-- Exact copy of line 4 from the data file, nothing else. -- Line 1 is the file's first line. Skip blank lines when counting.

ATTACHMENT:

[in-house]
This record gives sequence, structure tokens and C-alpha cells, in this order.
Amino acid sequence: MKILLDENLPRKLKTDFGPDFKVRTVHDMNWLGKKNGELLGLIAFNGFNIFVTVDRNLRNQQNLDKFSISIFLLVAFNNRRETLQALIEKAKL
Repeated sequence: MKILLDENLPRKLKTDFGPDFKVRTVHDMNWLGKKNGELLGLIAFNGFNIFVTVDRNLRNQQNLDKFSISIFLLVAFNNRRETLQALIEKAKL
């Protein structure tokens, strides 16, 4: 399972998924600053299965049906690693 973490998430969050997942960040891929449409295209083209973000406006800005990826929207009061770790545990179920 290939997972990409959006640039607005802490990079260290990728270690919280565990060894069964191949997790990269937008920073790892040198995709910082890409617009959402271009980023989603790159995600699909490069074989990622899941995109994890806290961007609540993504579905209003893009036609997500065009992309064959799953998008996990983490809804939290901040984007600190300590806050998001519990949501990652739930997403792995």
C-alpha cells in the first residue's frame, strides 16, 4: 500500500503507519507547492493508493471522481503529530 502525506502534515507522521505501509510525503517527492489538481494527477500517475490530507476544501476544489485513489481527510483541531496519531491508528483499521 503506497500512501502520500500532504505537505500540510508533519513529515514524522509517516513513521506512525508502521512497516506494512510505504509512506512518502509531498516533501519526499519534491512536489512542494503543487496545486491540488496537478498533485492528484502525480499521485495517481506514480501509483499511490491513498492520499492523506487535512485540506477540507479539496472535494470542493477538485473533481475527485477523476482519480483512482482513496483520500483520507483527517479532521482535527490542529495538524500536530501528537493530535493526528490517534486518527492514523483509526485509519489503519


Repeated sequence: MKILLDENLPRKLKTDFGPDFKVRTVHDMNWLGKKNGELLGLIAFNGFNIFVTVDRNLRNQQNLDKFSISIFLLVAFNNRRETLQALIEKAKL